Unemployment ticks higher in July, but remains steady seasonally adjusted

Unemployment ticks higher in July, but remains steady seasonally adjusted
Unemployment ticks higher in July, but remains steady seasonally adjusted

Unemployment ticked slightly higher in July, but remained steady on a seasonally adjusted basis, firm over July, according to the latest figures form the ABS.

The unemployment rate was predicted to remain unchanged at 5.2 percent in July, seasonally adjusted, with an increase of around 14,000 jobs tipped.

In trend estimates however, unemployment rose to 5.3 percent.

There were 41,100 jobs added over the month.

Full time employment increased by 34,500, with part time employment rising 6,700.

IFM Investors economist Alex Joiner said employment growth was strong with the amount of jobs added over the month. There had been just 500 jobs added in June.

"The unemployment rate tracked sideways at 5.2% despite rising participation, potentially giving the RBA another month to assess the data," Joiner said. 

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Unemployment ticks higher in July, but remains steady seasonally adjusted

South Australia now has the highest unemployment rate in the country, seasonally adjusted at 6.9 percent.

Unemployment declined in New South Wales, Queensland and Tasmania.  

ABS chief economist Bruce Hockman said Australia's trend unemployment rate increased to 5.3 per cent in July 2019, the same level as this time last year.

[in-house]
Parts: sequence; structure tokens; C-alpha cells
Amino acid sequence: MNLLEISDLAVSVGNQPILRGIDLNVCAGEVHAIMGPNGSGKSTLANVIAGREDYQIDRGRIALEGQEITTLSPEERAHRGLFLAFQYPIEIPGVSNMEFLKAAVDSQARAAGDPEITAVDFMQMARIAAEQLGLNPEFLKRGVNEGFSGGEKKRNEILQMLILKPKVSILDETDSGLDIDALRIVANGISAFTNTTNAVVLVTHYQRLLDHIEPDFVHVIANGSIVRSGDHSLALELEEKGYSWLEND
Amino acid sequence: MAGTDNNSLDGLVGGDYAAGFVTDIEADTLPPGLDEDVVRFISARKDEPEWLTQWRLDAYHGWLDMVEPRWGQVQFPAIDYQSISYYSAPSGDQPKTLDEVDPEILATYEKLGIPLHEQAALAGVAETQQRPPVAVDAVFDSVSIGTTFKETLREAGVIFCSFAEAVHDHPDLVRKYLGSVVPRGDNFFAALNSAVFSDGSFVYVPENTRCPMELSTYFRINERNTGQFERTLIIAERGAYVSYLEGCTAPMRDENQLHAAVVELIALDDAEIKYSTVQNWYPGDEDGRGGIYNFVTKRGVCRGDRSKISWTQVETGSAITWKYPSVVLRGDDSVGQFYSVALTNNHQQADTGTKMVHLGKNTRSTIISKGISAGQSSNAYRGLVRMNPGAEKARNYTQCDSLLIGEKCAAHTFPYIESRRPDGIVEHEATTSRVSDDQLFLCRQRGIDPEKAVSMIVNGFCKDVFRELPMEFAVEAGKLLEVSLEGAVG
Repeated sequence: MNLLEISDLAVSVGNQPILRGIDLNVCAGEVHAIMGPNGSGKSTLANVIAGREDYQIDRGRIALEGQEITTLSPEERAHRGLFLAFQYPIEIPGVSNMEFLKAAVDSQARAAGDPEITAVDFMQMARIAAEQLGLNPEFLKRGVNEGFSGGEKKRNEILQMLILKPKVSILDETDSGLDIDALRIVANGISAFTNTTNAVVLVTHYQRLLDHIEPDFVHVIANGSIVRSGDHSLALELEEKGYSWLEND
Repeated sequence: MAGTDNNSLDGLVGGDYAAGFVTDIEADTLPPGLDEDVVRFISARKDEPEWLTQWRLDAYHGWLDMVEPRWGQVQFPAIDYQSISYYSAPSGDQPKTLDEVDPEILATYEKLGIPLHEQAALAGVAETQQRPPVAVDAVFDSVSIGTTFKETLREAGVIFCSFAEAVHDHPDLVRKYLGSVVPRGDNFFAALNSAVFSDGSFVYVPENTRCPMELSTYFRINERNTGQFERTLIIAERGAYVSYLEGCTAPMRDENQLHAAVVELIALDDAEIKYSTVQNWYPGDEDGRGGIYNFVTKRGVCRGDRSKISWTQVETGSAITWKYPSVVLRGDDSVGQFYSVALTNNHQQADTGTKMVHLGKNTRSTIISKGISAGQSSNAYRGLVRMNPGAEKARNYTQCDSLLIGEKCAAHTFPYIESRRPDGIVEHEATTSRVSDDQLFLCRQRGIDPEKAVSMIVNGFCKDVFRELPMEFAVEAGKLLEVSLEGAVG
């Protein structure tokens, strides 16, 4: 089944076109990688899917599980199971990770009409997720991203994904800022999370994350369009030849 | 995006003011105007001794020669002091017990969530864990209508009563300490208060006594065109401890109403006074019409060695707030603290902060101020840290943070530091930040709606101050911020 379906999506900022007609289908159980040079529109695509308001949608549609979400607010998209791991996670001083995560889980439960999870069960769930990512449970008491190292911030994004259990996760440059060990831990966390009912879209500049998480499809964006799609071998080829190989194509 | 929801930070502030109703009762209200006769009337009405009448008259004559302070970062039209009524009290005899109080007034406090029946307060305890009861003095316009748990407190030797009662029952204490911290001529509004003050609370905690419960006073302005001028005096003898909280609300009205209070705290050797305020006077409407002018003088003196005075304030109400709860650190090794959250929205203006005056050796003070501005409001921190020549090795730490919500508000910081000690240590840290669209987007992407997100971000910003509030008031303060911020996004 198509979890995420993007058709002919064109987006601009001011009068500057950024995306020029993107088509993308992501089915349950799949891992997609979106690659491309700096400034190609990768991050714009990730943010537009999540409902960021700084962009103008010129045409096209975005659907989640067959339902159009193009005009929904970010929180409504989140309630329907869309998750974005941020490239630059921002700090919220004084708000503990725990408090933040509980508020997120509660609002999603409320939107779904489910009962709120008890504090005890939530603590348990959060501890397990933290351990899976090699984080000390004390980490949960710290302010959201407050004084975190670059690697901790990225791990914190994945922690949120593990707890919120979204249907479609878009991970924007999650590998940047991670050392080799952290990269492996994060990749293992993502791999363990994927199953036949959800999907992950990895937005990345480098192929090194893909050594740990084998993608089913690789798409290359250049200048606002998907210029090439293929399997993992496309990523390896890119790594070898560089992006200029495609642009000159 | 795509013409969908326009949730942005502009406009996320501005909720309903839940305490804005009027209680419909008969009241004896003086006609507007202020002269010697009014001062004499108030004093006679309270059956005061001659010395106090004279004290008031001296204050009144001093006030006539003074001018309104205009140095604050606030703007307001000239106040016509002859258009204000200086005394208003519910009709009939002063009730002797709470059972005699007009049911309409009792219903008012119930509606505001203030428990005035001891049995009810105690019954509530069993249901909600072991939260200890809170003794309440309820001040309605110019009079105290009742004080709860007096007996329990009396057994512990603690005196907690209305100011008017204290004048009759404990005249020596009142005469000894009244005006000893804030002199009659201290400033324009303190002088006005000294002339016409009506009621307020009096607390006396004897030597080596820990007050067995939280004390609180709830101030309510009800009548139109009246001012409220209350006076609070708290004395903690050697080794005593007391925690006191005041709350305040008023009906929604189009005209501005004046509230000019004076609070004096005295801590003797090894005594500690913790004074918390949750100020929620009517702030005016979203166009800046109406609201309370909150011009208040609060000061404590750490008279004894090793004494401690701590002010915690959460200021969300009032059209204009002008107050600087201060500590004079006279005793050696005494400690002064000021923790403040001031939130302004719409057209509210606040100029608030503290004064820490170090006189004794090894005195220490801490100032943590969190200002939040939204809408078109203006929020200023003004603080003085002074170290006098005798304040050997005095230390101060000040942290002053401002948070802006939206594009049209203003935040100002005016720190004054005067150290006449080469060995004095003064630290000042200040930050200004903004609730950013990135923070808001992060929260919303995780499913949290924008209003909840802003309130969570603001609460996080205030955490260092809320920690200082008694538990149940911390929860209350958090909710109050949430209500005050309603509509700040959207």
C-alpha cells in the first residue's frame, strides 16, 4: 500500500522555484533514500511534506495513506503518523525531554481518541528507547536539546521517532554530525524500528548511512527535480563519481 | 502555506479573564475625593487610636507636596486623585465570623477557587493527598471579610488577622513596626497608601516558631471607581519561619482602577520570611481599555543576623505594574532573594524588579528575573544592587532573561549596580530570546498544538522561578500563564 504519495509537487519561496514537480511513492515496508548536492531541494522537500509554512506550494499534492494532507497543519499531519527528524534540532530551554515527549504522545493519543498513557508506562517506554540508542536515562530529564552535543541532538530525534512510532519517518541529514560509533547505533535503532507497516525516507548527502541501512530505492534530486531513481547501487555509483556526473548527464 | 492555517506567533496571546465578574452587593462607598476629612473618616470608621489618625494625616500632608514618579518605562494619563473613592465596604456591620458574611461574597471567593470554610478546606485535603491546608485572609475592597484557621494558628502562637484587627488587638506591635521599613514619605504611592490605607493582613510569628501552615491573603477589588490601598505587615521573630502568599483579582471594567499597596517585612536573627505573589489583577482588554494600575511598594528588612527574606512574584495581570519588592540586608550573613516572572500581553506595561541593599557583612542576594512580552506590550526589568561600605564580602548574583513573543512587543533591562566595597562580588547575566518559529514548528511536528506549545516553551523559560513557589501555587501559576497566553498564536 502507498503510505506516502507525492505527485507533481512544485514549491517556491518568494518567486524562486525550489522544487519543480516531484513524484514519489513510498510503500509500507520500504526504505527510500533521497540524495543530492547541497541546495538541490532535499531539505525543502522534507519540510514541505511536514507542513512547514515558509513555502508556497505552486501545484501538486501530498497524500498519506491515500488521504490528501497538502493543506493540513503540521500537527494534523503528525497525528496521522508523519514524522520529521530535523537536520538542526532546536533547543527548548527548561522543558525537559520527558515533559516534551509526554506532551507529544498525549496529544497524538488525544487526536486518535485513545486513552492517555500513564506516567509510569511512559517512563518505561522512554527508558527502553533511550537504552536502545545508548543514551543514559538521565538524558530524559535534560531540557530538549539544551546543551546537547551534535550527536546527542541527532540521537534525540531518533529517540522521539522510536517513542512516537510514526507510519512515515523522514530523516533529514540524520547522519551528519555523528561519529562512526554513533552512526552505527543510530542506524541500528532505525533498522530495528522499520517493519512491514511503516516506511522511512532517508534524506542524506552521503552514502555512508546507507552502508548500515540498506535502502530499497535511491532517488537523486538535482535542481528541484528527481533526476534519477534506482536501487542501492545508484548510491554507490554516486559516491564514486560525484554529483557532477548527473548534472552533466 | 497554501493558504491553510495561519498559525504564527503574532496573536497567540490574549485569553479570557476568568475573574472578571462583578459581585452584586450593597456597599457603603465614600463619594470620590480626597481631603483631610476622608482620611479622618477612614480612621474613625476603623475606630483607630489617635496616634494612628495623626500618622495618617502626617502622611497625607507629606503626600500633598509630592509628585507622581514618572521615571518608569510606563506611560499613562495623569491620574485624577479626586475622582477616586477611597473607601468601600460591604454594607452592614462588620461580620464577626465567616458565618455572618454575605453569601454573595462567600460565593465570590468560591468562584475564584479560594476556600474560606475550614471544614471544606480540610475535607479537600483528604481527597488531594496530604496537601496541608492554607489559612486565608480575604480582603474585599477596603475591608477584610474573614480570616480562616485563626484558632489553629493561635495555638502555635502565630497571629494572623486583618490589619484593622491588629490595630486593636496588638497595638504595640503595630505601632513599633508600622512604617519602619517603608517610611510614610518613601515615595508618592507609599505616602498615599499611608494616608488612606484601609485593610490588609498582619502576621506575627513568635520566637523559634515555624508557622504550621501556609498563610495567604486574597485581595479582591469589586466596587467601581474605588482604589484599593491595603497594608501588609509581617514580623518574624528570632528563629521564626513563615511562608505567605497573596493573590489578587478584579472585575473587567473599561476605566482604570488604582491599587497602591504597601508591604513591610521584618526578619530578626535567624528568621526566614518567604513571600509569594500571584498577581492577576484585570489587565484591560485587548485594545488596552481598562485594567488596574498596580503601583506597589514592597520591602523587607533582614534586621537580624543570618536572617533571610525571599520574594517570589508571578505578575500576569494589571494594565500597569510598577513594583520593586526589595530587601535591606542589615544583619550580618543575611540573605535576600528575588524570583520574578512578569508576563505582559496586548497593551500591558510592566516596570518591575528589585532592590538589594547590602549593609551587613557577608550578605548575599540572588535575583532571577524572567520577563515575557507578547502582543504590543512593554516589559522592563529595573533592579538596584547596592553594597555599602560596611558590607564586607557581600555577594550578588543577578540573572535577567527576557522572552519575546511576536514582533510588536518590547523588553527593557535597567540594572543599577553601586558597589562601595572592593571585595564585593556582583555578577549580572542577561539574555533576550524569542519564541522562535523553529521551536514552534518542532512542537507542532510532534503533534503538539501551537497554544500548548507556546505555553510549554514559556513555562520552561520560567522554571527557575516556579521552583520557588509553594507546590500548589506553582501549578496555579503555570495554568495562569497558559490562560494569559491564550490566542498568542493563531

"The trend participation rate increased further to 66.1 per cent, while employment growth continues to show strength," Hockman added.

Former RBA economist Callam Pickering says Australia still has a two speed labour market.

"Unemployment rate in NSW (4.5%) and VIC (4.8%) much better than in other parts of the country. SA (6.3%), QLD (6.4%) and TAS (6.7%) particularly troubling," he said.

Over the past year, trend employment increased by 339,200 persons (2.7 percent) which was above the average annual growth over the past 20 years (2.0 percent).

Australia doesn't come close to making it into the top 16 countries for unemployment rate.

South Africa has an unemployment rate of nearly 30 percent, while Portugal, who are 16th on the list, have 6.8% of the population unemployed.

Joel Robinson

Joel Robinson

Joel Robinson is a property journalist based in Sydney. Joel has been writing about the residential real estate market for the last five years, specializing in market trends and the economics and finance behind buying and selling real estate.

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Rba Rate Decision Unemployment

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